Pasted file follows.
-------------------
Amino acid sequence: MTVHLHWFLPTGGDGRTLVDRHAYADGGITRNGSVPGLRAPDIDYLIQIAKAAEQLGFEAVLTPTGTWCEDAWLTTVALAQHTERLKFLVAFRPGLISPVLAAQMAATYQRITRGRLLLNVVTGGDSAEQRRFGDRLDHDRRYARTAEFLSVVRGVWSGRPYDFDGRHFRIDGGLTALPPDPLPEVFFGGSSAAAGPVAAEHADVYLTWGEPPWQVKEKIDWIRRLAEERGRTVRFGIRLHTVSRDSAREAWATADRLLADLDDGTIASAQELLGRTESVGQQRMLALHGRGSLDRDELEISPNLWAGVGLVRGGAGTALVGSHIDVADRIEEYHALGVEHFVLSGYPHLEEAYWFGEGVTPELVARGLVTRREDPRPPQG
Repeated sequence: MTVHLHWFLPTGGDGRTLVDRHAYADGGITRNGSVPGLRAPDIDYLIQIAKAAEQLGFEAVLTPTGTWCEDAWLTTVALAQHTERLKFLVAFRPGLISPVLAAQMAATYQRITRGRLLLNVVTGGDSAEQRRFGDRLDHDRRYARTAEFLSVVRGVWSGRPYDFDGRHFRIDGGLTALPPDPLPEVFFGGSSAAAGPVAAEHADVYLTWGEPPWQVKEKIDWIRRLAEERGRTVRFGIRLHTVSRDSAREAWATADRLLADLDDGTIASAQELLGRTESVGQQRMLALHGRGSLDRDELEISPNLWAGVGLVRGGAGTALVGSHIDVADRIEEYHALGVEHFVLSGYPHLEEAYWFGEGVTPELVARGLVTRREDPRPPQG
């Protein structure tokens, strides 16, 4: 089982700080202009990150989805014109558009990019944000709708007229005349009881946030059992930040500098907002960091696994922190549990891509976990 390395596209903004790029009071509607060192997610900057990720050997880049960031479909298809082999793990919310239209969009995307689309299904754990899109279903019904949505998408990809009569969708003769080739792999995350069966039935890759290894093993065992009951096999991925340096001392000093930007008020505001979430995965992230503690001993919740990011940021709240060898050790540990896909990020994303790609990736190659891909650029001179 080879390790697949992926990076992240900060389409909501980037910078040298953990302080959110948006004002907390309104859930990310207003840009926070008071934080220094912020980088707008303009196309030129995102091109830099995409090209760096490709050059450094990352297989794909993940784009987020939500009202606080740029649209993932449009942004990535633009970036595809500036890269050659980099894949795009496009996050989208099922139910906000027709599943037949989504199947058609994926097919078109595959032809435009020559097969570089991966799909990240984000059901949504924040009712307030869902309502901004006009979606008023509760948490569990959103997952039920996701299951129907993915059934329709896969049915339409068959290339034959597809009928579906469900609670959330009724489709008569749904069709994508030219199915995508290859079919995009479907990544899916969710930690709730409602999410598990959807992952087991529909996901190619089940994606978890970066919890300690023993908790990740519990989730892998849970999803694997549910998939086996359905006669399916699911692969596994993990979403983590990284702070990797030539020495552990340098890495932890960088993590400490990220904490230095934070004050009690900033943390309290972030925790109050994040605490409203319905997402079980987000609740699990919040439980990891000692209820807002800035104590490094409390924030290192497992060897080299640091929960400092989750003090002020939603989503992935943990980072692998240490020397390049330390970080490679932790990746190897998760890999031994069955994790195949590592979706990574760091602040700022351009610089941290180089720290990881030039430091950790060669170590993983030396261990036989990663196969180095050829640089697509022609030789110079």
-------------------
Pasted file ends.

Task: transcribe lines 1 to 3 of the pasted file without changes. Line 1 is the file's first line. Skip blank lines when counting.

Amino acid sequence: MTVHLHWFLPTGGDGRTLVDRHAYADGGITRNGSVPGLRAPDIDYLIQIAKAAEQLGFEAVLTPTGTWCEDAWLTTVALAQHTERLKFLVAFRPGLISPVLAAQMAATYQRITRGRLLLNVVTGGDSAEQRRFGDRLDHDRRYARTAEFLSVVRGVWSGRPYDFDGRHFRIDGGLTALPPDPLPEVFFGGSSAAAGPVAAEHADVYLTWGEPPWQVKEKIDWIRRLAEERGRTVRFGIRLHTVSRDSAREAWATADRLLADLDDGTIASAQELLGRTESVGQQRMLALHGRGSLDRDELEISPNLWAGVGLVRGGAGTALVGSHIDVADRIEEYHALGVEHFVLSGYPHLEEAYWFGEGVTPELVARGLVTRREDPRPPQG
Repeated sequence: MTVHLHWFLPTGGDGRTLVDRHAYADGGITRNGSVPGLRAPDIDYLIQIAKAAEQLGFEAVLTPTGTWCEDAWLTTVALAQHTERLKFLVAFRPGLISPVLAAQMAATYQRITRGRLLLNVVTGGDSAEQRRFGDRLDHDRRYARTAEFLSVVRGVWSGRPYDFDGRHFRIDGGLTALPPDPLPEVFFGGSSAAAGPVAAEHADVYLTWGEPPWQVKEKIDWIRRLAEERGRTVRFGIRLHTVSRDSAREAWATADRLLADLDDGTIASAQELLGRTESVGQQRMLALHGRGSLDRDELEISPNLWAGVGLVRGGAGTALVGSHIDVADRIEEYHALGVEHFVLSGYPHLEEAYWFGEGVTPELVARGLVTRREDPRPPQG
């Protein structure tokens, strides 16, 4: 089982700080202009990150989805014109558009990019944000709708007229005349009881946030059992930040500098907002960091696994922190549990891509976990 390395596209903004790029009071509607060192997610900057990720050997880049960031479909298809082999793990919310239209969009995307689309299904754990899109279903019904949505998408990809009569969708003769080739792999995350069966039935890759290894093993065992009951096999991925340096001392000093930007008020505001979430995965992230503690001993919740990011940021709240060898050790540990896909990020994303790609990736190659891909650029001179 080879390790697949992926990076992240900060389409909501980037910078040298953990302080959110948006004002907390309104859930990310207003840009926070008071934080220094912020980088707008303009196309030129995102091109830099995409090209760096490709050059450094990352297989794909993940784009987020939500009202606080740029649209993932449009942004990535633009970036595809500036890269050659980099894949795009496009996050989208099922139910906000027709599943037949989504199947058609994926097919078109595959032809435009020559097969570089991966799909990240984000059901949504924040009712307030869902309502901004006009979606008023509760948490569990959103997952039920996701299951129907993915059934329709896969049915339409068959290339034959597809009928579906469900609670959330009724489709008569749904069709994508030219199915995508290859079919995009479907990544899916969710930690709730409602999410598990959807992952087991529909996901190619089940994606978890970066919890300690023993908790990740519990989730892998849970999803694997549910998939086996359905006669399916699911692969596994993990979403983590990284702070990797030539020495552990340098890495932890960088993590400490990220904490230095934070004050009690900033943390309290972030925790109050994040605490409203319905997402079980987000609740699990919040439980990891000692209820807002800035104590490094409390924030290192497992060897080299640091929960400092989750003090002020939603989503992935943990980072692998240490020397390049330390970080490679932790990746190897998760890999031994069955994790195949590592979706990574760091602040700022351009610089941290180089720290990881030039430091950790060669170590993983030396261990036989990663196969180095050829640089697509022609030789110079």